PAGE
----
Dynamic Search Ads: Uncover Purpose

As search marketers, we spend a great deal of time analyzing search query data. And for good reason!

That’s how we recognize when we’re matching to irrelevant queries and can add negatives. Or how we discover new queries that we never even imagined.

Are we always looking for the right things though?

Often we are scanning our SQR reports looking for intent, product types, themes, and more. What deeper layers are there? What about clues to gender, age, or even sexual orientation?

Have we considered what values instilled in our brand that customers might be searching for?

What I’m alluding to is the concept of marketing with purpose.

The ideal of building trust and meaning with customers. The mindset shift from product-centric to people-centric.

Before we discuss tactics with Dynamic Search Ads, let’s cover the basics of marketing with purpose.

Why Consumers Trust Your Brand

Trust sits at the intersection of Values, Responsibility, and Inclusion:

Focus on Responsibility: How are you responsible to your employees, customers, community, and how you execute your marketing?

Lead with Values: How can you shift focus from products and services to what the people you serve value?

Trust is essential to driving business results and it’s essential to beginning a relationship with a customer. 85% of consumers say they’ll only consider a brand if they trust the brand

Building brand love and customer loyalty comes with authenticity. That’s right, the most important attribute in trust is authenticity.

Why Marketing with Purpose Matters

Stated simply: marketing with purpose forces you to think beyond what and who you know.

Are you set up to prevent data bias? Are your assumptions limiting growth?

There are numerous ways bias can enter ad campaigns.

It could be as simple as your assumptions – what you were taught or thought you understood to be true. Maybe you are using predictive analytics and the modeling forms a stereotype market segment of an ideal customer.

Over time your campaigns are optimized to this model and missing out on growth opportunities by not appealing to additional market segments.

Food for thought:

Men make car purchase decisions… Challenge that assumption! Women make these decisions, too. And how males and females arrive at that decision can and does differ.

Only women buy luxury handbags… Challenge that assumption! Could be a boyfriend shopping for a gift. Or a non-binary gender expressing woman buying for a partner.

Gender. Age. Sexual orientation. Geography. And much more.

The onus is on all of us to truly understand our customers and how our campaigns include or exclude them in keywords, ad or landing page copy, imagery, etc.

Use Dynamic Search Ads to Uncover Purpose-Themed Search Queries

Dynamic Search Ads (DSA) are a great tool for keyword discovery – especially within the scope of marketing with purpose.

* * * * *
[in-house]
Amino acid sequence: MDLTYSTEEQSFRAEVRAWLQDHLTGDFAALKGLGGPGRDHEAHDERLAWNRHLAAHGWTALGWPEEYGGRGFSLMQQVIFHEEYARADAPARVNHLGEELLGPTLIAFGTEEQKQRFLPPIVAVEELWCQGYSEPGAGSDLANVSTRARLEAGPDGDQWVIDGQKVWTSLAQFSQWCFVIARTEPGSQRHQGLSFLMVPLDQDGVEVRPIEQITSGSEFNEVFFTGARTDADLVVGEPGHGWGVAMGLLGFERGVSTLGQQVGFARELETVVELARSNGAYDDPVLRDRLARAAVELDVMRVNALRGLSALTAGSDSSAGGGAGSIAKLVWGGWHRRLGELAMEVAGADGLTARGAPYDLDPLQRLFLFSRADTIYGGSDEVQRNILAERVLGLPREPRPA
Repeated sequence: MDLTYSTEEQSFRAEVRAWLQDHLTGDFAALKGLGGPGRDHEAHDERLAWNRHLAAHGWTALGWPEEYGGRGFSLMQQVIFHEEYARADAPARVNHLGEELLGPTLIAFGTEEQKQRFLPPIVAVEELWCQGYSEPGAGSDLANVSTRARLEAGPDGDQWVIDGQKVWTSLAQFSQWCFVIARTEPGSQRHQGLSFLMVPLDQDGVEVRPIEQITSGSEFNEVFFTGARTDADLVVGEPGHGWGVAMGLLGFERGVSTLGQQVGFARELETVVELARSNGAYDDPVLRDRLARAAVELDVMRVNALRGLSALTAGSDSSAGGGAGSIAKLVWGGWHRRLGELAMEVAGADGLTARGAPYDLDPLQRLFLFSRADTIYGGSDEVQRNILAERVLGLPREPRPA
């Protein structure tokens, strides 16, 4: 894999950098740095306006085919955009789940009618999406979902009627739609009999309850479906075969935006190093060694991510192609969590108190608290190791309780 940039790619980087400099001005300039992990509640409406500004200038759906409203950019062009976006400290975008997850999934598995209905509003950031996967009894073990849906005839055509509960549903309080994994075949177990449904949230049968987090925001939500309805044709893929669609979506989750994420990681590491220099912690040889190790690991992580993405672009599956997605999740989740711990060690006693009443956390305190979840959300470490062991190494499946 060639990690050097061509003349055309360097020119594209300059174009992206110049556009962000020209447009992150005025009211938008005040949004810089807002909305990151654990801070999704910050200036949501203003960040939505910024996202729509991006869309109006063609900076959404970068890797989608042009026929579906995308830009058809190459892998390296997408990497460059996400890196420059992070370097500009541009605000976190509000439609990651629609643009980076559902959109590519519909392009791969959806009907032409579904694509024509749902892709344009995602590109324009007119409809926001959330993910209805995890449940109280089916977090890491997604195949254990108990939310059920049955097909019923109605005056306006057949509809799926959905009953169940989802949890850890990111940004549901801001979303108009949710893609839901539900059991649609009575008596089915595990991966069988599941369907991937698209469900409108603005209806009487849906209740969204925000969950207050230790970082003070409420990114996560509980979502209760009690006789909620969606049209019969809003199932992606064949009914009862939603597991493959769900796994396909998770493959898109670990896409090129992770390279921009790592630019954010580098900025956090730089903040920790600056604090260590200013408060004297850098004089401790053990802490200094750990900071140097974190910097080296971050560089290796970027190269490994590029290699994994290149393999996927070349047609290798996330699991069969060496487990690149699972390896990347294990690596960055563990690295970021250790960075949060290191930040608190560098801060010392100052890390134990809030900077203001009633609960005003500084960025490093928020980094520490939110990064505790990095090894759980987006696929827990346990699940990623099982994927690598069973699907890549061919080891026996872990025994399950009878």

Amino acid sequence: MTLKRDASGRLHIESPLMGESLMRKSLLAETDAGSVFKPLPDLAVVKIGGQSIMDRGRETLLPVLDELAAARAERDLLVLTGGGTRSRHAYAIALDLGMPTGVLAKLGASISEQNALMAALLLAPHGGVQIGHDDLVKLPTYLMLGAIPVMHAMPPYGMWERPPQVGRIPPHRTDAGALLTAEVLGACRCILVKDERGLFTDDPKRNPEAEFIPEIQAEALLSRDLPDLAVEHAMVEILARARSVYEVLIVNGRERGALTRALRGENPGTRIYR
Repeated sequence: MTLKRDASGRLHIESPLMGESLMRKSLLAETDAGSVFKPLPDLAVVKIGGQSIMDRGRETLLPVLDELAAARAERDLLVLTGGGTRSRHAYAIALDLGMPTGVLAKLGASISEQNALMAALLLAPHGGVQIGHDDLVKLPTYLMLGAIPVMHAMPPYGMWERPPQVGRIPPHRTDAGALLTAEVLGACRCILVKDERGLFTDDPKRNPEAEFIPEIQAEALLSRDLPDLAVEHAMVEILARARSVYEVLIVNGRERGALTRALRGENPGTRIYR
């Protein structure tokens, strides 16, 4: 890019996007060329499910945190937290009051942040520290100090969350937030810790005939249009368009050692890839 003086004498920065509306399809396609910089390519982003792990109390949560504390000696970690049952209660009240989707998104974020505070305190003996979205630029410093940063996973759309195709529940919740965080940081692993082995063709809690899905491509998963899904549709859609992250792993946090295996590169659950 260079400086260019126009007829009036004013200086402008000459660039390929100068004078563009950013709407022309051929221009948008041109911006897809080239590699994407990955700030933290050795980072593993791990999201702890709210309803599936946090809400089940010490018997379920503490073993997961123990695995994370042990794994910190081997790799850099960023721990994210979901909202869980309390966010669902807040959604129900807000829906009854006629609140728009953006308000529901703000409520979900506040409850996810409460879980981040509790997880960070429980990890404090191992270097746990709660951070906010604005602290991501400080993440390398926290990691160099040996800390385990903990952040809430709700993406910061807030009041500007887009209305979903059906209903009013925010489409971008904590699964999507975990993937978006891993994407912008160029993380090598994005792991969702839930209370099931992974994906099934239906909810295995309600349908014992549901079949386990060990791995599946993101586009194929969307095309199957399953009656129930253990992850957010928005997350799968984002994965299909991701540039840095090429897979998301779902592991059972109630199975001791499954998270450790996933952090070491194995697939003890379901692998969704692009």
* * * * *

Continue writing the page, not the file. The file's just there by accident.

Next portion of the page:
DSA is a double-edged sword here, too.

Because DSA contextually matches to search queries based on the content of your website, you are discovering new search queries and learning how well your content speaks to your brand’s responsibility, values, and inclusion.

To get started:

1. Do Your Homework

What words define purpose for your business and brand?

Some examples:

Responsibility: trusted, respected, compliant, transparent, ethical, secure.

Values: sustainable, eco-friendly, black-owned, minority-owned, charitable, gives back.

Inclusion: accessible, LGBTQI, male/female/non-binary, gay friendly.

2. If You Haven’t Done so Already, Set up DSA Campaigns & Auto-Targets to Match Against Your Products or Services

Best practice for Dynamic Search Ads auto-targets is to start with a catch-all “all webpages” target.

Then proceed to add auto-targets that allow for more granularity.

For example:

Top-level categories (Shoes).

Sub-categories (Dress shoes).

Promotion/seasonal pages.

Pages that contain a specific word or phrase.

Pages that you DO NOT want DSA to match against (use as excluded auto-targets).

Leverage DSA page feeds to get even more granular.

3. Review the Search Query Data for Your DSA Campaigns Using N-Gram and Bigram Analysis

Start by filtering the search query data using the purpose words you pre-defined.

What relevant queries are surfacing that you are not currently bidding on?

What potential group of people is actively searching for your products and services that you previously had not considered in your marketing efforts?

What queries are not surfacing, but should be? This is a red flag for you to review your website content!

To start matching against desired purpose-themed search queries:

Make adjustments to existing content.

Create new content.

Adjust product and/or service names (more extreme, but may need to be considered!).

One additional step you can take with DSA performance data is to take a look at the dynamically generated headlines.

Is the headline message that was served a good match to the matched search queries?  Are they reflective of your values, responsibility and inclusion goals?

In Microsoft Advertising, there are 3 different reports you can pull for Dynamic Search Ads campaigns – by auto-targets, by category (your website), and by search queries.

You can add Headline, Final URL, and even Landing Page Title to all of these reports to better understand the relationship between website content, search query, and dynamic headline:

Dynamic Search Ads provide a powerful vehicle for keyword discovery and for putting marketing with purpose into practice in your workflow today.

How can you carry this into other marketing workflows? Into other channels?

It’s a big world out there full of ideas and a wide range of people and perspectives.

Marketing with purpose puts us a step closer to ensuring we reach them on their level and build trust together.